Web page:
A cat with one less life

Bob Pull with Spotty, standing in front of the shipping container that was Spotty’s home for nearly a month.

Bob and Elin Pull recently moved from California to the Palouse.

The two are staying in a trailer on their daughter’s property north of Moscow while they build their own home between Moscow and Troy. The Pulls also have a 40-foot shipping container which sits on their daughter’s property with many of their belongings stuffed inside. It arrived April 21.

On the night of April 24 the Pulls heard crying from inside the container.

Bob opened the door and spotted a cat on top of a locker.

“I’m going, ‘That’s our cat,’ ” Bob said. “ ‘What is our cat doing here? We did not bring a cat here.’ ”

Bob said the barn cat they call Spotty, who was supposed to remain on their California property, was in the container with no known food and water for about 25 days. Spotty presumably entered the container while it was being packed.

“I don’t know how she’s alive, but she’s in there,” Bob said he told his wife after discovering the stowaway.

Bob said Spotty, who was extremely skinny, drank a lot of water and ate a little food that first night. The cat is back to eating a normal amount of food and is regaining the weight she lost. She hangs around their daughter’s Moscow property, mostly on a tractor or wood pile.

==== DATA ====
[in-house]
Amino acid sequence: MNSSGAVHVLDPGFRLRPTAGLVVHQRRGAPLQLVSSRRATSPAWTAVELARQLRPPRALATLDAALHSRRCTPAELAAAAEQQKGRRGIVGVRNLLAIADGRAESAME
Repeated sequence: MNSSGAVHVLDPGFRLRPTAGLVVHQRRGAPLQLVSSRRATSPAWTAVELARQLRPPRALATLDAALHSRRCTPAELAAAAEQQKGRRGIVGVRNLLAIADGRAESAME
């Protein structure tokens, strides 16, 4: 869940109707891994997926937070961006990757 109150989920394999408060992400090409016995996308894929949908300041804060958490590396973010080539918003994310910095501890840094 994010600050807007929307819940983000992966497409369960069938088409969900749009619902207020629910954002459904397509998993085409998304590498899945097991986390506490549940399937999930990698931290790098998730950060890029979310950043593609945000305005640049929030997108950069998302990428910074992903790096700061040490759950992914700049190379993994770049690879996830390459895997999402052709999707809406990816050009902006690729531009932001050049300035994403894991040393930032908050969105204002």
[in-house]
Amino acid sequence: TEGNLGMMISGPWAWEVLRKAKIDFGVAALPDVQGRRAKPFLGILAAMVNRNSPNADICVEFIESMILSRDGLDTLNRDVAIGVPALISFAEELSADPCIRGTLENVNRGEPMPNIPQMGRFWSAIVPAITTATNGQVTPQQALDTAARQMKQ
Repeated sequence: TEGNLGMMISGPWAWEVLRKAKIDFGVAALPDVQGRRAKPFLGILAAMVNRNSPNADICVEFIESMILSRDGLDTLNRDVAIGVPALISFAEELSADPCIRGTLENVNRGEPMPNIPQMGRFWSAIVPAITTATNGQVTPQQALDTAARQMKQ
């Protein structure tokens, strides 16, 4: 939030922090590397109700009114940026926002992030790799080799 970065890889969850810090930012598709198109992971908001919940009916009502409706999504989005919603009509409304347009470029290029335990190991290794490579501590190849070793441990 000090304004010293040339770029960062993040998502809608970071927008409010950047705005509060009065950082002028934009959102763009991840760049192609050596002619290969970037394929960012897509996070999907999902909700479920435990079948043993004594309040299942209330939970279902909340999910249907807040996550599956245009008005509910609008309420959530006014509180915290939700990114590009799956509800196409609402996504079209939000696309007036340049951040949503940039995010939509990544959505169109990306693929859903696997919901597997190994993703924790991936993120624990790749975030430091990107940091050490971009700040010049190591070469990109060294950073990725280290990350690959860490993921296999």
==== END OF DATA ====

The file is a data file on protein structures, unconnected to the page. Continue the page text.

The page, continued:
“There’s a mass exodus of people from California,” Elin said. “I guess the animals want to go too.”

The Pulls continue to ask themselves how the cat survived. Generally, cats can live a few days without water and a couple weeks without food.

Bob said the only food in the shipping container were nonperishable foods in plastic bins and he could not imagine the cat would have been able to access it. The container is packed tightly with their belongings, so he nor his wife has been able to identify food that has been eaten.

Bob said perhaps the cat drank water from the condensation on the metal walls of the container.

Bob said Spotty, who is 4, would run loose on their California property and in their barns while eating mice and gophers. He said he and his wife also fed her. The couple left Spotty, or so it thought, with the new owners of the property.

Bob said this wasn’t Spotty’s first hardship.

He said when the cat was about 6 months old, she broke her leg, possibly from getting in the engine of a car or perhaps from getting run over by one. Bob said she recovered with no treatment.

“So that was life one, that (the shipping container incident) was life two,” Bob said. “She’s got seven left. I don’t know what she’s going to do with them.”

Cabeza can be reached at (208) 883-4631, or by email to gcabeza@dnews.com.

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